Issue #4

Mutualism / Interxonnectedness / Pandemic

This issue features George Washington Carver in agricultural science, Bela Gil advocating for agroecology, Rajender Kumar Bishnoi spreading community teachings, Domiz 1's gardens as hope for Syrian refugees, Francis Mwanza exploring local food solutions, and Deepti Asthana's narrative photography.

Cover of Issue #4


Nature’s Agent
Born in Missouri, US, in the 1890s, George Washington Carver became the only black man in America with an advanced agricultural science degree. Fascinated by the harmonies between humans and the environment, his life and words remain relevant today.

In Favour of Life
Drawing inspiration from Brazil’s Landless Workers’ Movement, chef, author and food activist Bela Gil believes agroecology is themkey to averting climate change and ending food poverty.

Finding God in Nature
Rajender Kumar Bishnoi lives in Dubai, a long way from Ladana, the village in Rajasthan where he grew up. But wherever in the world he goes, he takes the spirit of the Bishnoi community, and the teachings of Shree Guru Jambeshwar, with him.

An Uncomfortable Truth
At first sight, Nilgiris looks like a secluded haven, with tea plantations covering the mountains like a large green carpet, interspersed with heavily scented eucalyptustrees at every turn. But this green façade hides an uncomfortable truth - that human intervention has destabilised a fragile ecosystem, threatening an ancient culture and the existence of native species.

My Garden My Kingdom
For the inhabitants of Domiz 1, the oldest and biggest refugee camp in Iraq, which hosts 32,000 Syrian refugees, their gardens are more than just a source of flowers and food: through the ravages of war and the difficulties of life during the Covid-19 pandemic, they have become a symbol of hope.

Resetting Global Food Systems
As global food systems and supply chains have been disrupted by Covid-19, Francis Mwanza, researcher and writer on African and local foods, and former head of office of the United Nations World Food Programme’s London office, UK, introduces a series of interviews looking at how communities around the world are adapting and finding local food security solutions to a pandemic-struck planet.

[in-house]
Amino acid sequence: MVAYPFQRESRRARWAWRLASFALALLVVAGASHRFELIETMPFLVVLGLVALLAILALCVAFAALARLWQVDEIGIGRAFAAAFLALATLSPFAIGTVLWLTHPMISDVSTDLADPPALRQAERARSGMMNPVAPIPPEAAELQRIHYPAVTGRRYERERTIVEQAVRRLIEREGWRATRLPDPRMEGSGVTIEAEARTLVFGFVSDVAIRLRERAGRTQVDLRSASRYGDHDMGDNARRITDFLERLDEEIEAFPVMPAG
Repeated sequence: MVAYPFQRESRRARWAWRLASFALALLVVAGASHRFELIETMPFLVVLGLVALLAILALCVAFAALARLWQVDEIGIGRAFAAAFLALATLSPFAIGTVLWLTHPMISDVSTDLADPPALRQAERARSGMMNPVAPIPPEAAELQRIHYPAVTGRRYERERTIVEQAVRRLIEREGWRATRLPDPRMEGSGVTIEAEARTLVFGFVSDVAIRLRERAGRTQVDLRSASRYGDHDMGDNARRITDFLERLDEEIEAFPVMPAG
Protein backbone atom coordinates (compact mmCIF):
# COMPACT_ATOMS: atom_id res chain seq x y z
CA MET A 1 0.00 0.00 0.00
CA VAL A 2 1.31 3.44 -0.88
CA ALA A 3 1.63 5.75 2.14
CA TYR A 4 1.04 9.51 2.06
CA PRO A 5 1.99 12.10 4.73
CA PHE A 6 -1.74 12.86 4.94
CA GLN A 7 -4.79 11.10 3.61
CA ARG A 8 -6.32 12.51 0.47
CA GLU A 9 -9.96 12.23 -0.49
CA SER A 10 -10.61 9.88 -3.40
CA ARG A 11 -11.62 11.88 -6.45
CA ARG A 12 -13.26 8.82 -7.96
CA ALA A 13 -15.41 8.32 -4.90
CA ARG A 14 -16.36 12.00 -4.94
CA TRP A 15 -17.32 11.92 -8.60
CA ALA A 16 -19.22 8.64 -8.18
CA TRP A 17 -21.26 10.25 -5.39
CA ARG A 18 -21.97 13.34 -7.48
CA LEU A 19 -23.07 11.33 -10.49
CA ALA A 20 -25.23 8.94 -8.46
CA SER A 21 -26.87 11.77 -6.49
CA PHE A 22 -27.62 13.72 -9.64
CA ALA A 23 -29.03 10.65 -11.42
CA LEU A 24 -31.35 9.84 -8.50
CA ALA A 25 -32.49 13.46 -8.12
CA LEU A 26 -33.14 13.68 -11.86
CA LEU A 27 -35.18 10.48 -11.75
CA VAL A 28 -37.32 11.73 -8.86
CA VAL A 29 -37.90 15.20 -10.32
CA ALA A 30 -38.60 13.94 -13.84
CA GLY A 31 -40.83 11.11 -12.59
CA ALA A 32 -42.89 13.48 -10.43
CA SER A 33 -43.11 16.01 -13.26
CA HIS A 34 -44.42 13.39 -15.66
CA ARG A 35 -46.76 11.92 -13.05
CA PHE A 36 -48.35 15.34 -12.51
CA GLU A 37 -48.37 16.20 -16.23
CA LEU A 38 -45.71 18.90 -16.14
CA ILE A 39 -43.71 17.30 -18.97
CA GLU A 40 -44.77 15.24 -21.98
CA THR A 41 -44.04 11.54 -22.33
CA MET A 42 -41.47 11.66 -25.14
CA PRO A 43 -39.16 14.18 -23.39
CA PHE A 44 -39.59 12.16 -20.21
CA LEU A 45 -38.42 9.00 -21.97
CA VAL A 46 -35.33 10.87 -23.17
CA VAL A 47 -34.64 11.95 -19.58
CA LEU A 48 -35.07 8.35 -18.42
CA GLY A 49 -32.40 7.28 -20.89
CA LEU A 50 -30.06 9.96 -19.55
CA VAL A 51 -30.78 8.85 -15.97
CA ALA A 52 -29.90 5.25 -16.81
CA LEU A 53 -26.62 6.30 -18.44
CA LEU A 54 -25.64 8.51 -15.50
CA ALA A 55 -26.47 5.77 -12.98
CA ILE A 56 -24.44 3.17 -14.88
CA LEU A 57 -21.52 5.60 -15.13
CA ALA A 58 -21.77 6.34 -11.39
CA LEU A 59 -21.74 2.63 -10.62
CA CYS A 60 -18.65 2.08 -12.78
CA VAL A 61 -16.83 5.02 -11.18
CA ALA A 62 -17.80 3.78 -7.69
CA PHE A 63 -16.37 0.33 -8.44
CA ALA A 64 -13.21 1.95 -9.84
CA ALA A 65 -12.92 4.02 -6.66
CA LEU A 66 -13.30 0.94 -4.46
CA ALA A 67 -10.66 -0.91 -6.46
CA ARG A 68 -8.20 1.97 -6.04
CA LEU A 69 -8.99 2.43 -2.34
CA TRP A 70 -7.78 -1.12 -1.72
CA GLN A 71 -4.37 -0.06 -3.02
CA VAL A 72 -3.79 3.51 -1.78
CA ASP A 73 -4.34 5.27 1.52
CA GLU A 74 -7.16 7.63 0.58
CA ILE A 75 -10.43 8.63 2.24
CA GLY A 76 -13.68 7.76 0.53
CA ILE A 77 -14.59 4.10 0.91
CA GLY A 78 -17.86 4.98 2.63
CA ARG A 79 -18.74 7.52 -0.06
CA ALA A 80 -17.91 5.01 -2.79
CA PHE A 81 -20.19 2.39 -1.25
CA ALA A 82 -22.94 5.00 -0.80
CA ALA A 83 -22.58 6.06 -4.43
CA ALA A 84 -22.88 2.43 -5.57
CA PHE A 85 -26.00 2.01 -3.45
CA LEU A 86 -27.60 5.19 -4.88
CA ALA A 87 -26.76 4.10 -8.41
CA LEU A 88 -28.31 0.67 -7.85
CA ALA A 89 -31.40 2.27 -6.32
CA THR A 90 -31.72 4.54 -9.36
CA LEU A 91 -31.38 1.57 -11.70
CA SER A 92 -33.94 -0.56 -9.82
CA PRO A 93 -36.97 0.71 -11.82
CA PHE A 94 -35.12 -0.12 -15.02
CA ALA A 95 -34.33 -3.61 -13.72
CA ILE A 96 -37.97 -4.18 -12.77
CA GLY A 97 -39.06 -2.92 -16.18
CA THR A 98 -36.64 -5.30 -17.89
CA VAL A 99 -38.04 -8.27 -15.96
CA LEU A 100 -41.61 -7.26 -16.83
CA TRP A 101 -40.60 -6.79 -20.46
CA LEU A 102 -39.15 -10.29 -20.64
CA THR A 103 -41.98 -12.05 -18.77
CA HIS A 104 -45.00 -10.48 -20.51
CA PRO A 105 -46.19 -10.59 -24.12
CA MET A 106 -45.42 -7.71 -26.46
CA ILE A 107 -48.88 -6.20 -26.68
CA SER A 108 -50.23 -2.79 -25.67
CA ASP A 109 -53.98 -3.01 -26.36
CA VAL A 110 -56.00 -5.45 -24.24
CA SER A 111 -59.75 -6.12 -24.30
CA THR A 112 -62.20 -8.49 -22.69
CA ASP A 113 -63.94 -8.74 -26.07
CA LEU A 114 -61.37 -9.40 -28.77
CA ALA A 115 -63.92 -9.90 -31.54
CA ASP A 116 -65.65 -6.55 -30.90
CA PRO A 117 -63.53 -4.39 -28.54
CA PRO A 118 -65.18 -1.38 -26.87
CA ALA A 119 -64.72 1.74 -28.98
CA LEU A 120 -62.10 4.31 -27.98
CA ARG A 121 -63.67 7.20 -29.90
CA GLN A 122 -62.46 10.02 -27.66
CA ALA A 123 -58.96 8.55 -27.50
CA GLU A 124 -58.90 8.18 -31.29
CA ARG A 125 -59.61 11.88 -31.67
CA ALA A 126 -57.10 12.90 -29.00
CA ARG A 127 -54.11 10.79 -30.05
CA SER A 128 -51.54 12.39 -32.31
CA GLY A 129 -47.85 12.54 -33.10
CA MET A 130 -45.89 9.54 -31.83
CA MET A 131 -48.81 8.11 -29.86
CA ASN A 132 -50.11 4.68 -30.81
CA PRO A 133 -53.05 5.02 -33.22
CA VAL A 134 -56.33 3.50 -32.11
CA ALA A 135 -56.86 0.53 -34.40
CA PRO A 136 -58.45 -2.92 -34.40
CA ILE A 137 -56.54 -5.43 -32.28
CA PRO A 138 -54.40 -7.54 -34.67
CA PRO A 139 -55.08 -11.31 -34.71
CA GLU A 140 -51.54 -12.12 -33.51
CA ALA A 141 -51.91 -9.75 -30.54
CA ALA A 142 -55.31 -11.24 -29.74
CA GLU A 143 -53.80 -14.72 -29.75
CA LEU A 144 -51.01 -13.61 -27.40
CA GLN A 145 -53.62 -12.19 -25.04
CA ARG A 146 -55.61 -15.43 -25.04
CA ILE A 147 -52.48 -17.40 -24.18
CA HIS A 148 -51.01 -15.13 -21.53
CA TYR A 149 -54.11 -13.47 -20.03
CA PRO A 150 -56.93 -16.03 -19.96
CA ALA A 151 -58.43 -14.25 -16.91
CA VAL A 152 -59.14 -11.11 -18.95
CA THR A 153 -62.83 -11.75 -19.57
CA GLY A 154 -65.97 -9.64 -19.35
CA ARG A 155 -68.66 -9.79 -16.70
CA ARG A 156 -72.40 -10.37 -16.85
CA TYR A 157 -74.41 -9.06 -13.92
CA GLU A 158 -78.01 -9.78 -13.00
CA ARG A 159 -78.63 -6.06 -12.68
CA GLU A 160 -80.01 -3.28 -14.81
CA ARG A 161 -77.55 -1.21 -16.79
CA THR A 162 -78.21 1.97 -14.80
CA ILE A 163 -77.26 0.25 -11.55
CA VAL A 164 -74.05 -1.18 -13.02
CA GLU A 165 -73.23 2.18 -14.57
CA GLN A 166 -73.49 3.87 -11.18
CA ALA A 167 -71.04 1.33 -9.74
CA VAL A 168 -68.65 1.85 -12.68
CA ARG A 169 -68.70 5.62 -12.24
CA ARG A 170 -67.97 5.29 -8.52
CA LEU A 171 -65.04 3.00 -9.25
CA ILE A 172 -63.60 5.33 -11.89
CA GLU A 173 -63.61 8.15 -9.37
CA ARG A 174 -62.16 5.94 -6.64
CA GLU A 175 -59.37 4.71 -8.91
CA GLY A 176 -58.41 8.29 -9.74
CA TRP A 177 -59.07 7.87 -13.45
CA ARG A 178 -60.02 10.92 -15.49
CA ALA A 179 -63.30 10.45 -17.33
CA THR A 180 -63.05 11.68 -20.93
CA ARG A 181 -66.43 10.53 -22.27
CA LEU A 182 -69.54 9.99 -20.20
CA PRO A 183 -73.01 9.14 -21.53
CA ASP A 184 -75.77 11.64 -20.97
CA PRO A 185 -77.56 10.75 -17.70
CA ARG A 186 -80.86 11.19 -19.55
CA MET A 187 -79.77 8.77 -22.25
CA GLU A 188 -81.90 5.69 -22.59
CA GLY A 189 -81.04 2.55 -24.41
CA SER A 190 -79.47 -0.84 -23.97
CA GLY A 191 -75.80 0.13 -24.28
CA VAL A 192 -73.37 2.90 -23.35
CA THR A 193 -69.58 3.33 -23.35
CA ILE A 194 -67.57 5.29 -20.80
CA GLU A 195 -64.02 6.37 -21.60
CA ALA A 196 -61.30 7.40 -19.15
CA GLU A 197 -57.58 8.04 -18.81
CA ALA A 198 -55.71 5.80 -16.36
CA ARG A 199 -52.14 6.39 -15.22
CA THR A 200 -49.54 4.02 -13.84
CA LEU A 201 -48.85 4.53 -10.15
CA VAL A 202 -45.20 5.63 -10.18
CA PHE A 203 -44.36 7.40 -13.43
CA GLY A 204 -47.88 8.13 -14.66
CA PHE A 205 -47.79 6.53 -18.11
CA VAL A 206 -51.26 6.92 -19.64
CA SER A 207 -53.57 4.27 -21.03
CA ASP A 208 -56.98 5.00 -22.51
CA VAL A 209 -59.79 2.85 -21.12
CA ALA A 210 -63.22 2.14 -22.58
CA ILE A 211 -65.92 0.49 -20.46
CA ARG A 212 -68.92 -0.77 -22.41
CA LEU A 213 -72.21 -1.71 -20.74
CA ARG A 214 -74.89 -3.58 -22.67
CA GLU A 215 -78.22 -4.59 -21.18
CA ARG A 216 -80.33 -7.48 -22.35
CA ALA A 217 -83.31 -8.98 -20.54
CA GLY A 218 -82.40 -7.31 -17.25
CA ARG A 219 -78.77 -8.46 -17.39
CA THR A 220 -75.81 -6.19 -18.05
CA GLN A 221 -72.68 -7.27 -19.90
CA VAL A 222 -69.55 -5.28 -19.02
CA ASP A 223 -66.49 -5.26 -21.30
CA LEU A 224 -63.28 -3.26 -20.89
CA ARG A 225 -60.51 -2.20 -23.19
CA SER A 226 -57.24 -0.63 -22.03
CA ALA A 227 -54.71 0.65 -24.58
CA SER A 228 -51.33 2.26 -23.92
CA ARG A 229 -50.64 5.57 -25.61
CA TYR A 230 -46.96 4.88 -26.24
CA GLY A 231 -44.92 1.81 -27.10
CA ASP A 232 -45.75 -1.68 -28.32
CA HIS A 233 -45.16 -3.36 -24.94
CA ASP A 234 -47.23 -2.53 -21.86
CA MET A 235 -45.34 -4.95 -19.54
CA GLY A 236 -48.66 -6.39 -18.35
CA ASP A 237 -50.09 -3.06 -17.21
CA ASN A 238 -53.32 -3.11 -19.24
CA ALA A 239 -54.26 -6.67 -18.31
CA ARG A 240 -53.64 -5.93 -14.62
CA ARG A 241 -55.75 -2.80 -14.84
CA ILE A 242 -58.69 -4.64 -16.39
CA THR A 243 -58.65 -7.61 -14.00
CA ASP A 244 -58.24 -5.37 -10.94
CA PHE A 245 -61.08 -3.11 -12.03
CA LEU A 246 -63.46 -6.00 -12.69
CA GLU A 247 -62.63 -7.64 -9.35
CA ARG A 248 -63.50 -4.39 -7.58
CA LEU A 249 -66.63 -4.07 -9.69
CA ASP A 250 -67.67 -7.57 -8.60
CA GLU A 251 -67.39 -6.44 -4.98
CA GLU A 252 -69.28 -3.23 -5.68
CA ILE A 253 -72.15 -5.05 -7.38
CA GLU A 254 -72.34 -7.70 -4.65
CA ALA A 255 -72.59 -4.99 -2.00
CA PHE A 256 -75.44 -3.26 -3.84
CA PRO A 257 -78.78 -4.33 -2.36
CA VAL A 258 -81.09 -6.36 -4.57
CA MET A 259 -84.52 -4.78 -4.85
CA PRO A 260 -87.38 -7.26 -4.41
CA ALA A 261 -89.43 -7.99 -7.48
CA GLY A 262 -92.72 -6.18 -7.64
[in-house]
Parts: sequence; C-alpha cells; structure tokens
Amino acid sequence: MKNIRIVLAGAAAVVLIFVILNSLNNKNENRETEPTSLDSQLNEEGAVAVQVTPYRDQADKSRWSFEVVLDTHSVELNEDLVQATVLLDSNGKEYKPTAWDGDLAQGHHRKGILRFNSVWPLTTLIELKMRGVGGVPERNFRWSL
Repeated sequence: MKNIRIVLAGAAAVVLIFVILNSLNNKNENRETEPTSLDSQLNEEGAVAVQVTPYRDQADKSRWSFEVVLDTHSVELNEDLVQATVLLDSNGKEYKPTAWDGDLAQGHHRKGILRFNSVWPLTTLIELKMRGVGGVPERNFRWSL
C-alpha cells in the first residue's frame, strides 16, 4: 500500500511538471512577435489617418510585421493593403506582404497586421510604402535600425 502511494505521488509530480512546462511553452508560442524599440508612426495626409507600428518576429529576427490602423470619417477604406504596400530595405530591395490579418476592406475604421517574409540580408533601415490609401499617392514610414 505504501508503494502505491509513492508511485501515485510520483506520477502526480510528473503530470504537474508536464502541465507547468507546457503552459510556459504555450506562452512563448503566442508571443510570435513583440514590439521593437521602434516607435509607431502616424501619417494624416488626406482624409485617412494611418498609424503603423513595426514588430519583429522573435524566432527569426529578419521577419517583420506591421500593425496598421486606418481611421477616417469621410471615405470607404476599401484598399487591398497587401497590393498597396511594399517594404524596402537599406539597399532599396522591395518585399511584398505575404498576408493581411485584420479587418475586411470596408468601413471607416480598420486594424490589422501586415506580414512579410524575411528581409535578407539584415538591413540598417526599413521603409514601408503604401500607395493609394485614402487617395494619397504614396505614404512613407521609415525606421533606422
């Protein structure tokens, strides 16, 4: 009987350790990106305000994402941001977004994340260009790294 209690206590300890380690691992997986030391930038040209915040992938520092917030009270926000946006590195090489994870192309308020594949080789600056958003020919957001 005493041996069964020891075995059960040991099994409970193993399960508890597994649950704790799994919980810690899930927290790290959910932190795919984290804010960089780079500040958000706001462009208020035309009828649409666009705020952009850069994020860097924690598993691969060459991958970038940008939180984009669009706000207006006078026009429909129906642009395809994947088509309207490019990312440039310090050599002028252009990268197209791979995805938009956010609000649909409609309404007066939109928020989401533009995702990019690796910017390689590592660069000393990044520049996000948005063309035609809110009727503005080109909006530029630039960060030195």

With My Hands in the Soil
Raised in the US, Sonia Rego connects with the land of her ancestors through working the Texas soil.

Entangled Lives
Our lives are inextricably entangled with the lives of other species. Artists and creatives are attempting to recognise this through reciprocal gestures towards nonhumans.

Baba Yaga
How the evolution of a Russian myth reflects the country’s relationship with nature.

Natural Health
Access to green space, with the physical and mental health benefits it brings, should be a human right.

The Metal Element of Autumn
In Taoist Five Element medicine, the metal element governs the lung/colon. It represents the air we breathe. It is non-judgemental, and gives itself freely to all.

Notes on the Limit of Our Skin
Artist Maria Laet’s work seeks to mend the divide between the elements and reminds us that an imprint on the planet is an imprint on ourselves.

A Tale of Two Girls
Words and photography by Deepti Asthana

Issue #4

Mutualism / Interxonnectedness / Pandemic

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Stories from Issue #4